So you want a Reverb processor that sounds natural and unobtrusive, without having to dedicate 4 TDM chips to run it? Seriously, if you want to step up ALL of your sounds the Universal Audio Digital series can't be overlooked. Now available in an external FW800 processor as well as the PCIe card systems, the dedicated hardware runs UA's emulations of many beloved hardware units - the difference is they sound the same as the hardware - I'm not kidding and I stated to my Sound Production students "Digital has finally arrived." Check out my review of the "DreamVerb" modeler - you can hear it in any one of my mixes since June 2011.

http://my.uaudio.com/store/product_reviews_info.php?products_id=29&reviews_id=1718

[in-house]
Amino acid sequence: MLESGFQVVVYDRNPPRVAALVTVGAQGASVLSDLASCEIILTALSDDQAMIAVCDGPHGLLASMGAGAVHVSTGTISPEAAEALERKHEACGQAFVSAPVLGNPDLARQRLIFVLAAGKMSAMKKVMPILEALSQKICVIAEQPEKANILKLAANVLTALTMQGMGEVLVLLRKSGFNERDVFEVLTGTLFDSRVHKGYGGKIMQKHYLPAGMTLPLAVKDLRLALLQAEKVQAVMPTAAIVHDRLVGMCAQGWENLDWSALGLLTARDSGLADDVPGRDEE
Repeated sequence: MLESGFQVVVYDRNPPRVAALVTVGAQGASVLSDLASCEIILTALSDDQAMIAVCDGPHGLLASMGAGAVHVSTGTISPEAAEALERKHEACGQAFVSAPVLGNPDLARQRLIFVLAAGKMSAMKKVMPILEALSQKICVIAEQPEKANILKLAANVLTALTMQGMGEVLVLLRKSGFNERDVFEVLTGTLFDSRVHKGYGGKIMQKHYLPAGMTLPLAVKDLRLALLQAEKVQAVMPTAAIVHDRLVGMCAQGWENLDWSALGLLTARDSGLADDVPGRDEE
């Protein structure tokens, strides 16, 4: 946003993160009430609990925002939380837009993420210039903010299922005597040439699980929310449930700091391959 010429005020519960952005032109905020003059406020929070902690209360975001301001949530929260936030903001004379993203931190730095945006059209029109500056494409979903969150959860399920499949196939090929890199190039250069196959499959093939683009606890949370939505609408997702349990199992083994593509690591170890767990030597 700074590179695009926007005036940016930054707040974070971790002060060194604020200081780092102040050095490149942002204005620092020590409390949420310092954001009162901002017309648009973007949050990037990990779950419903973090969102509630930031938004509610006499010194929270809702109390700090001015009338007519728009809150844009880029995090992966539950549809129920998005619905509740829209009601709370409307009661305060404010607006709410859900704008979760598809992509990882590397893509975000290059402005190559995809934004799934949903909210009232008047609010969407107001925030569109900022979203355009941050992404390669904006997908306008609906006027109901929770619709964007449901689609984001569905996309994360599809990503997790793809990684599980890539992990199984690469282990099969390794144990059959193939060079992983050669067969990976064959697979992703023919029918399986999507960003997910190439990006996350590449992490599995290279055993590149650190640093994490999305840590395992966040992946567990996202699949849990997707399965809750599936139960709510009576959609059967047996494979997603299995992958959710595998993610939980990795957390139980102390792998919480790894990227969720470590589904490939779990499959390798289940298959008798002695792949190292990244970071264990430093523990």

P.S. No, I don't own shares in UAD - but I wish I did!

San Salvador

"Rugged Are the Mountains" is the upcoming phat-EP release by San Salvador. The Melbourne based reggae & dub outfit have put together 7 tunes on this fresh new output, with an extended mix of their single "Spark the Fire." Entirely mixed and mastered at ToKwerX this release is the first to go to duplication featuring mixes and masters utilising the MR2000 DSD recorder; the results are quite wonderful. A broad and lush image, with warm top end and a seriously pumping sub range this is a perfect showcase for the new digital format. Captured in DSD at 5.8MHz for each analogue process, with digital processing carried out at 176kHz once back in PCM - this makes for minimal interpolation during the sample-rate conversion back down to 44.1k for CD. Maybe the band can be talked into providing hifi-skankers the DSD format in the future? For launch details check out the bands' site via the ARTISTS page here on ToKwerX.

Mix & Master in DSD